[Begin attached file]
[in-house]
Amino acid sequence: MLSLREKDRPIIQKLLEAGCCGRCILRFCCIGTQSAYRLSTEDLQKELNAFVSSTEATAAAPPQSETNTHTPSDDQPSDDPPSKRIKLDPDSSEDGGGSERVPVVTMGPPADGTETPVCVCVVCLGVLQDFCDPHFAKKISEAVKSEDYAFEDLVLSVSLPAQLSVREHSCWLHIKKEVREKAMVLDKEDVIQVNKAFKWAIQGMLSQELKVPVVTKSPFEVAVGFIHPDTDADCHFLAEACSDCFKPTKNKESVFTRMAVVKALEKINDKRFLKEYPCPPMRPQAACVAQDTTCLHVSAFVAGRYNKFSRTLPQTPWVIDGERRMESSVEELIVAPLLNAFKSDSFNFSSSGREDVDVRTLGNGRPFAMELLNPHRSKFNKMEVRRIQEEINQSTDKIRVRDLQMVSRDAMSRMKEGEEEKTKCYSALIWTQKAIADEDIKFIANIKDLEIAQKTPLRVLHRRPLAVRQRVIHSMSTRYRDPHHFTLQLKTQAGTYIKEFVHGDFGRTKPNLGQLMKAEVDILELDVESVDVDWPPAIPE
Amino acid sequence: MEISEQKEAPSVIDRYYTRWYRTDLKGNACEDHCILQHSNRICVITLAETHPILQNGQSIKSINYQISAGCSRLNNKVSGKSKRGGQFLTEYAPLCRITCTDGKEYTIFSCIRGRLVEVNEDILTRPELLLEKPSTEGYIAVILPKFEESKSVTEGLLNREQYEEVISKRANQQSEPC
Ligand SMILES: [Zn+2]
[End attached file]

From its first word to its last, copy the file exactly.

[in-house]
Amino acid sequence: MLSLREKDRPIIQKLLEAGCCGRCILRFCCIGTQSAYRLSTEDLQKELNAFVSSTEATAAAPPQSETNTHTPSDDQPSDDPPSKRIKLDPDSSEDGGGSERVPVVTMGPPADGTETPVCVCVVCLGVLQDFCDPHFAKKISEAVKSEDYAFEDLVLSVSLPAQLSVREHSCWLHIKKEVREKAMVLDKEDVIQVNKAFKWAIQGMLSQELKVPVVTKSPFEVAVGFIHPDTDADCHFLAEACSDCFKPTKNKESVFTRMAVVKALEKINDKRFLKEYPCPPMRPQAACVAQDTTCLHVSAFVAGRYNKFSRTLPQTPWVIDGERRMESSVEELIVAPLLNAFKSDSFNFSSSGREDVDVRTLGNGRPFAMELLNPHRSKFNKMEVRRIQEEINQSTDKIRVRDLQMVSRDAMSRMKEGEEEKTKCYSALIWTQKAIADEDIKFIANIKDLEIAQKTPLRVLHRRPLAVRQRVIHSMSTRYRDPHHFTLQLKTQAGTYIKEFVHGDFGRTKPNLGQLMKAEVDILELDVESVDVDWPPAIPE
Amino acid sequence: MEISEQKEAPSVIDRYYTRWYRTDLKGNACEDHCILQHSNRICVITLAETHPILQNGQSIKSINYQISAGCSRLNNKVSGKSKRGGQFLTEYAPLCRITCTDGKEYTIFSCIRGRLVEVNEDILTRPELLLEKPSTEGYIAVILPKFEESKSVTEGLLNREQYEEVISKRANQQSEPC
Ligand SMILES: [Zn+2]